Wall Street waits for Greece, Yellen and Godot as oil falls

Oil’s muddling partly due to surplus, partly due to refinery strike but may also have a lot to do with “spoofing” by HFTs, others says Wall Street Journal.

Chart explaining spoofing.
CFTC/WSJ chart explaining how spoofing tactics trick the average stockholder into buying too high and selling too low. (Reproduced by ZeroHedge)

WASHINGTON, February 23, 2015 – It was another lackluster Monday on Wall Street today as stocks wobbled around in negative territory with considerable sound and fury, signifying nothing.

According to the rubes in the financial press, the main excuses for today’s essential inaction were some kind of word on what the Communist Greek government would be sending the EU as its current proposal to resolve its short-term financial mess; waiting for Fed Chief Janet Yellen’s upcoming oracular pronouncements before Congress commencing Tuesday; and the usual irrational up-and-down movement of oil prices, which, in the case of Monday trading, happened to be down.

It’s all a little bit like our frequently-used metaphor here, “Waiting for Godot.” Or maybe like the hapless guy in that TV pizza commercial with the phone glued to his ear. He sits there staring vacantly—on hold—waiting to find a live person to take his order as the happy, recorded jingle sings its little tune, “Waiting and holding and waiting and holding, for the rest of your life…” That about fits the bill for describing today’s market.

With regard to oil, the Wall Street Journal (we still subscribe to the actual paper) had a long, well-written report today on how at least one individual, whose moniker is “the Russian,” has been spoofing his way to prosperity for years, lately having fun and games in the oil patch.

The current oil surplus, the growing U.S. refinery strike, and other issues haven’t been helping out Jed Clampett’s favorite naturally occurring substance, of course. But with all that’s been going on, the activities that WSJ delves into today aren’t exactly encouraging for small investors who are at least trying to hold their own.

Based on data from the Commodities Futures Trading Corporation (CFTC), the Journal put together a nifty chart explaining how spoofing in the oil patch and elsewhere actually works. We managed to screen grab a copy of the chart from ZeroHedge, which also reproduces it in one of their screeds today—as do we in our header graphic above.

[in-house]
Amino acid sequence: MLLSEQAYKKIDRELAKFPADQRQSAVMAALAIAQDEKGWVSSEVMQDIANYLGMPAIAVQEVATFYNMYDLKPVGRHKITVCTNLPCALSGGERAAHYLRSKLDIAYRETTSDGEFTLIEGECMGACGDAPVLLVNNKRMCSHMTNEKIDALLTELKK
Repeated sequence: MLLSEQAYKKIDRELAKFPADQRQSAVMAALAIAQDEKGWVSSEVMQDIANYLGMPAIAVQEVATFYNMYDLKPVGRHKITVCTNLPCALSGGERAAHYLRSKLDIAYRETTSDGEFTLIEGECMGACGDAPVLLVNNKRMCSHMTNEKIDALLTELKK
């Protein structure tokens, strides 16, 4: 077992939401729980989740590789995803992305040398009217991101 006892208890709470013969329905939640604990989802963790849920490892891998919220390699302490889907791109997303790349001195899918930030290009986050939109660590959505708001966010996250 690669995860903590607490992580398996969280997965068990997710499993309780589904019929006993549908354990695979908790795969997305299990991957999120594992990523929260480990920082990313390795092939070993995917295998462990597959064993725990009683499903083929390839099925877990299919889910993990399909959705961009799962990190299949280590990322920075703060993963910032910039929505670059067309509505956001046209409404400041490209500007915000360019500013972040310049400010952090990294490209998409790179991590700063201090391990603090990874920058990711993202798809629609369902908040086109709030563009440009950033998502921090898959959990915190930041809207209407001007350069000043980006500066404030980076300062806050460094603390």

Essentially, it’s the same game we’ve been yelling about in this column for what seems like years. Using high speed computers and premium bandwidth and often connected directly to stock and commodity exchanges, rich traders and HFTs happily place huge orders either above or below the market at incredible speed in order to lead average-speed traders and institutions to overbid when buying or underbid when selling.

But using tremendous speed (and likely some sophisticated software assists) the clever miscreant pulls (cancels) the essentially phony orders he’s placed and actually reverses the trade, either selling to the unknowing victims at a higher price than the market really warrants, or buying from other victims at a price lower than what they could justly expect.

That’s what’s called “spoofing” in the market, which is essentially the same kind of action as intentionally drawing the opposing team offsides in football. In football, however, your team gets a penalty for drawing the other team offsides if the referee catches you.

On Wall Street, pretty much, neither the exchanges nor the government generally catches you, however. Or, if they do, you get a little slap on the wrist, like maybe not being allowed to play in the exchanges’ trading sandbox for a month or two. Big whoop.

Like nearly everything else in 2015, the games people play, from banking to mortgages to investing are increasingly rigged in favor of those who have vs. those who have not. We are slowly, surely courting some kind of disaster here, and the longer it takes for people to wake up, the more violent their reaction will be.

No doubt you saw plenty of this kind of activity in today’s trading. We could go on about how damaging this is to the public’s confidence in the government and institutions, but when we do, it only ends up making us feel like the hapless Trojan prophetess Cassandra whose curse was that she was always right, but no one ever listened to her. So for now, we’ll simply say for the umpteenth time, this can only end badly.

If we get a little more clarity tomorrow, we may have a few trading ideas. But as for today, the market’s already closed as we write this, and there’s nothing much to say for it. If you weren’t paying attention to today’s action, that was likely your best and wisest move.

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